Fine mapping and positional candidate studies on chromosome 5p13 identify multiple asthma susceptibility loci

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Abstract

Background

Genome-wide linkage scans to identify asthma susceptibility loci have revealed many linked regions, including a broad region on chromosome 5p.

Objective

To identify a 5p-linked asthma or bronchial hyperresponsiveness (BHR) locus.

Methods

We performed fine mapping and positional candidate studies of this region in the Hutterites and an outbred case-control sample from Germany by genotyping 89 single nucleotide polymorphisms (SNPs) in 22 genes. SNP and haplotype analyses were performed.

Results

Three genes in a distal region (zinc finger RNA binding protein [ZFR], natriuretic peptide receptor C, and a disintegrin and metalloproteinase domain with thrombospondin type 1 motif [ADAMTS12]) were associated with BHR, whereas 4 genes in a proximal region (prolactin receptor, IL-7 receptor [IL7R], leukemia inhibitory factor receptor [LIFR], and prostaglandin E4 receptor [PTGER4]) were associated with asthma symptoms in the Hutterites. Furthermore, nearly the entire original linkage signal in the Hutterites was generated by individuals who had the risk-associated alleles in ZFR3, natriuretic peptide receptor C, ADAMTS12, LIFR, and PTGER4. Variation in ADAMTS12, IL7R, and PTGER4 were also associated with asthma in the outbred Germans, and the frequencies of long-range haplotypes composed of SNPs at ZFR, ADAMTS12, IL7R, LIFR, and PTGER4 were significantly different between both the German and Hutterite cases and controls. There is little linkage disequilbrium between alleles in these 2 regions in either population.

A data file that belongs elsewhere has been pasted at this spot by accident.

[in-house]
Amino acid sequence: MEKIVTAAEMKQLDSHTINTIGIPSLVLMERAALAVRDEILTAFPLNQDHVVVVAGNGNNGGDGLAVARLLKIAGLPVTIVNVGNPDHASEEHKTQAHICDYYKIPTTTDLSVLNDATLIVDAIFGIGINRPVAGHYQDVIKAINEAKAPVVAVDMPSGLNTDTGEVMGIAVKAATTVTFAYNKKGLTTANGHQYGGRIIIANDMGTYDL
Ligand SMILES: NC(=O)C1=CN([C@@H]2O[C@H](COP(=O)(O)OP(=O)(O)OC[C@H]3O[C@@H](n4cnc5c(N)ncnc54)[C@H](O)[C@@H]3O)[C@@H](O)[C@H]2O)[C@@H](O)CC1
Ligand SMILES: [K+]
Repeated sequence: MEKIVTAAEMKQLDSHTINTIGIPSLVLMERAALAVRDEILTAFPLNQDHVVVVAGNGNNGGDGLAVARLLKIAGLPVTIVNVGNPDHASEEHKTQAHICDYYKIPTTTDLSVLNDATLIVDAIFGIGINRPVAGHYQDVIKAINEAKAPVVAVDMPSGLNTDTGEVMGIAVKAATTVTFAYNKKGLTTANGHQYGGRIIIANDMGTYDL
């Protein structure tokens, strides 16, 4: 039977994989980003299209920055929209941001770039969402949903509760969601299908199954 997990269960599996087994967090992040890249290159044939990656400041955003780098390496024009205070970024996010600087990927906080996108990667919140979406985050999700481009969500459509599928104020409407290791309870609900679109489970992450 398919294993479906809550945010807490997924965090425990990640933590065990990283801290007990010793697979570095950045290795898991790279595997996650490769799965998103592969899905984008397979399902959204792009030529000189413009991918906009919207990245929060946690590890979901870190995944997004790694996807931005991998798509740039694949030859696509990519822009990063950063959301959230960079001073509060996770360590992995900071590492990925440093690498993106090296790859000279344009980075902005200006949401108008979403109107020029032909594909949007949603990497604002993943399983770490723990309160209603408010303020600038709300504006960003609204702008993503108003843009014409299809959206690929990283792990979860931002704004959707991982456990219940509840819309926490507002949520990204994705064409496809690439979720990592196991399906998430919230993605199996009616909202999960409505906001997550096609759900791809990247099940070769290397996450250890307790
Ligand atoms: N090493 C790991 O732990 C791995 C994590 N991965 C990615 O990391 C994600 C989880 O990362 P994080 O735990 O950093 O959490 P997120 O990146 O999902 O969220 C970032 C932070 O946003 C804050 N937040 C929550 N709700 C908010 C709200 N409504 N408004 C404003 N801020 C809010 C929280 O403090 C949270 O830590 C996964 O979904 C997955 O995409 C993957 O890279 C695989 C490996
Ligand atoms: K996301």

Conclusion

These results suggest that a broad region on 5p, separated by >9 Mb, harbors at least 2 and possibly 5 asthma or BHR susceptibility loci. These findings are consistent with the hypothesis that regions providing evidence for linkage in multiple populations may, in fact, house more than 1 susceptibility locus, as appears to be the case for the linked region on 5p.

Clinical implications

Identifying asthma or BHR genes could lead to novel therapeutic approaches.

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